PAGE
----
Former commission of the FDA Dr. Scott Gottlieb is on the board of directors for Pfizer, and he has said that he does not believe a vaccine will be available for mass distribution until next year.

Experts maintain that any vaccines are likely to be two-dose vaccines, with around a month required between doses. Right now, there is no outline set up for prioritizing the doses as they come out. Most experts have said that the strategy and final process for prioritizing and distributing the doses will be based on the data regarding the virus when a vaccine is finally ready for distribution.

3) Emails recently released regarding how Rochester police commanders handled the murder of Daniel Prude show that Deputy Chief Mark Simmons urged other city officials not to release video of the incident due to their volatile nature and the tense debate taking place across the nation about police abuse and reform.

He and other police commanders were afraid of public reaction if the videos added more fuel to the fire ignited by the death of George Floyd. Simmons also told now terminated Chief La’ron Singletary to advise the city’s lawyers to deny the public records request for the bodycam footage from the fateful March 23 incident.

On Sept. 4, the video was released by Prude’s family. A naked Prude is shown handcuffed, with a spit hood over his head, and then pushed into the ground by an officer. He was pressed into the ground for approximately two minutes when he stopped breathing. He died a week later after being taken off of life support.

Rochester released all documents related to the incident this past Monday when the announcement was made that Singletary was terminated, effective immediately, and both Corporation Counsel Tim Curtin and Director of Communications Justin Roj were suspended without pay. Simmons was then named as interim RPD Chief of Police.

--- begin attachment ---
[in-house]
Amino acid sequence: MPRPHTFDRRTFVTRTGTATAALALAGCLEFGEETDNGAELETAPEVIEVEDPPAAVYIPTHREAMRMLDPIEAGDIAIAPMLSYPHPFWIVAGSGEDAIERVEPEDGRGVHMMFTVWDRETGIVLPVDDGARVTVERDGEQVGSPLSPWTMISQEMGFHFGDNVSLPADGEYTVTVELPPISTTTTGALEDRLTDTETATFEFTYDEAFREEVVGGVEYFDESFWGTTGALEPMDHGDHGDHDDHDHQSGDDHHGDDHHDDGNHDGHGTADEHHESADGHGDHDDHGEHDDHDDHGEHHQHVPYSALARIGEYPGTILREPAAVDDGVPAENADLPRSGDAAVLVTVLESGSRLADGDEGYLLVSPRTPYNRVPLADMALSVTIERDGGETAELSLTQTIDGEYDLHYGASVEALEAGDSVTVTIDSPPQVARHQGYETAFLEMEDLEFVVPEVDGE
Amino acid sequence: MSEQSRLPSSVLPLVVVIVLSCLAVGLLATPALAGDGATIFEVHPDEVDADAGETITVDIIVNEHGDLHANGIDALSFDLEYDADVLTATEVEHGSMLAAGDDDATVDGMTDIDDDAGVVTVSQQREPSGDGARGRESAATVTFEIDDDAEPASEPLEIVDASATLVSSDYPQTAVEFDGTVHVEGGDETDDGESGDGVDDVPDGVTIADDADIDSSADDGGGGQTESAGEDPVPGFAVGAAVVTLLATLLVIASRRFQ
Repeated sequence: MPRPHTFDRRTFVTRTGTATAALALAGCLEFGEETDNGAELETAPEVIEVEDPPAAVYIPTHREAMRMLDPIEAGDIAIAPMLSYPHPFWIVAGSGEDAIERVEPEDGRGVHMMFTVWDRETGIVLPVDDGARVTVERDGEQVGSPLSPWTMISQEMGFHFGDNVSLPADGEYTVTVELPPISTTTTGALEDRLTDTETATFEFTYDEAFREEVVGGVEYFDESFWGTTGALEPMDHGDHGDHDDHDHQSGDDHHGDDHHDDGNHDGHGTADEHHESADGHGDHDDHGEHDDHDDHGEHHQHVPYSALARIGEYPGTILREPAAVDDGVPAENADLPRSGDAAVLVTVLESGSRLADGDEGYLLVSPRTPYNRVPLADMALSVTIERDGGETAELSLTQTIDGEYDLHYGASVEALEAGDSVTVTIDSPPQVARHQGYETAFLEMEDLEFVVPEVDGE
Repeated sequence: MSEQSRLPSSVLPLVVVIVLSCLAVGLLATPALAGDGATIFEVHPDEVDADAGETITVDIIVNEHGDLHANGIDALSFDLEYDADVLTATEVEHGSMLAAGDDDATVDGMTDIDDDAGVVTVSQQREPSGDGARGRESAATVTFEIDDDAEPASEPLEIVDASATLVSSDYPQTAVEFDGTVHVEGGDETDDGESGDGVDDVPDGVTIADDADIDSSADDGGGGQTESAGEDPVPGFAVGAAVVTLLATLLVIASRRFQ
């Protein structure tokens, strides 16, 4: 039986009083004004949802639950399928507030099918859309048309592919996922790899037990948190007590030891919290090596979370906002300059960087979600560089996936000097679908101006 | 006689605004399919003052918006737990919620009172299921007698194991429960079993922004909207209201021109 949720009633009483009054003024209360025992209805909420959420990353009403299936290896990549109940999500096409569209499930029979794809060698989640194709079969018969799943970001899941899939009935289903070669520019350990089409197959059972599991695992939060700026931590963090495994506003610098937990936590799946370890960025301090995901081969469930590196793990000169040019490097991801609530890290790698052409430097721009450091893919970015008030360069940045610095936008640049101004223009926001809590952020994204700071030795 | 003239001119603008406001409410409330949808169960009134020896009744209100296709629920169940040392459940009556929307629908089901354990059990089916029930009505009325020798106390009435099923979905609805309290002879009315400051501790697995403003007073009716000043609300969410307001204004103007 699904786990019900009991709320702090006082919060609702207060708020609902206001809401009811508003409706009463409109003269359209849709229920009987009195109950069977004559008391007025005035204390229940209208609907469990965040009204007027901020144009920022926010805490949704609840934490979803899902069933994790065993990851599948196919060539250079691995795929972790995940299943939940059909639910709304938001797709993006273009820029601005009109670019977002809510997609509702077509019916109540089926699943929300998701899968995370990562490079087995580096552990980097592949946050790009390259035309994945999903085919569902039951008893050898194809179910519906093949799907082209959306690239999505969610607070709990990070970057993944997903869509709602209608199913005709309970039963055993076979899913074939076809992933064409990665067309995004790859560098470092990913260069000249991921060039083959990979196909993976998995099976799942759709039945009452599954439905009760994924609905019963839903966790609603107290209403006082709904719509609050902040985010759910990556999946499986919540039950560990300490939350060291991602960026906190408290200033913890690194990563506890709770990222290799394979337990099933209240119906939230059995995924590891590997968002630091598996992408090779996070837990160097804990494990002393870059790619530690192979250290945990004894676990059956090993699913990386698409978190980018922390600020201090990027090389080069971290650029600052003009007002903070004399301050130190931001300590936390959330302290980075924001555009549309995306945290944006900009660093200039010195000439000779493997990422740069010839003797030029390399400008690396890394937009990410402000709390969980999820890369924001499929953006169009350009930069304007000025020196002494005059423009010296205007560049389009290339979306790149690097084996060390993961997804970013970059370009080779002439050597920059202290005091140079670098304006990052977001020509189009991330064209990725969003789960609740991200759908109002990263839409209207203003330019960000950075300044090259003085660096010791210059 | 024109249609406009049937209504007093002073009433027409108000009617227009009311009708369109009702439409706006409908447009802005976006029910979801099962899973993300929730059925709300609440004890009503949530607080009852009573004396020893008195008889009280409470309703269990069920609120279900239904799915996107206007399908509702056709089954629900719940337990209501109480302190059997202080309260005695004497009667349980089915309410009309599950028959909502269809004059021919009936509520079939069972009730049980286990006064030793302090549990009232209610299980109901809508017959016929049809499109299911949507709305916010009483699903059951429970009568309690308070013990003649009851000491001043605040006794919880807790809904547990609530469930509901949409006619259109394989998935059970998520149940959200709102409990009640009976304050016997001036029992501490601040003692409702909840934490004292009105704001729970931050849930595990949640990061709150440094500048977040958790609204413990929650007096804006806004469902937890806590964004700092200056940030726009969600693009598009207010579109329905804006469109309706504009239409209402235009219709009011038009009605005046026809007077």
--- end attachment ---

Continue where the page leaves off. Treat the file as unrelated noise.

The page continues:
The whole email chain shows many higher-ranking officers telling Simmons that it was likely if the video were released, it would lead to a public misunderstanding of the situation, lumping it in with the Black Lives Matters protests and resulting in severe ramifications. Simmons sent these emails onto Singletary with his message to urge for discretion. Singletary replied that he agreed.

Rochester Mayor Lovely Warren has denied seeing the video until recently. Emails in the document dump show her condemning Singletary for downplaying what happened to Prude, and showed outrage for what she saw on the video.

Since the release of the video two weeks ago, Rochester has seen nightly protests and many are calling for Warren herself to resign. Prude’s family has filed a lawsuit in federal courts stating that RPD attempted to cover up the truth of his death.

4) The FBI has gotten involved in the hunt for the murderer of 11-year-old Ayshawn Davis, offering a reward of up to $10,000 for any information that leads to a suspect in the drive-by shooting that claimed the child’s life.

Davis was with a group of kids on Old Sixth Ave in Troy a little before midnight Sunday, Sept. 13, when he was hit in the head by a bullet from the drive-by. He was treated at the scene and transferred to Albany Med, where he died.

Please, if you have any information on Aysawn’s death, call the TPD Detective Bureau at (518) 270-4772.

You can see the reward poster by the FBI here.

5) Attention, all dog owners – the first and only indoor dog park in Saratoga is now open.

The canine social club is called Chow Bella and is located at 50 West Ave. It is a climate-controlled space that encompasses a total of 7,500 square feet. Out of that 3,000 square-feet is a fenced-in dog park with everything to entertain a pup from bridges to tunnels.

In the front of Chow Bella is a 2,200 square-foot store selling all things pup.

Saratoga has always been dog friendly, and Marijo English feels this was the logical next step for the massive dog community. There are multiple tiers of membership that you can purchase for the doggy club.

Right now, the first 100 annual passes sold will have an opening discount of $100.

Stay steady, stay strong, stay safe.

Stay woke.

Photo credit: George Fazio.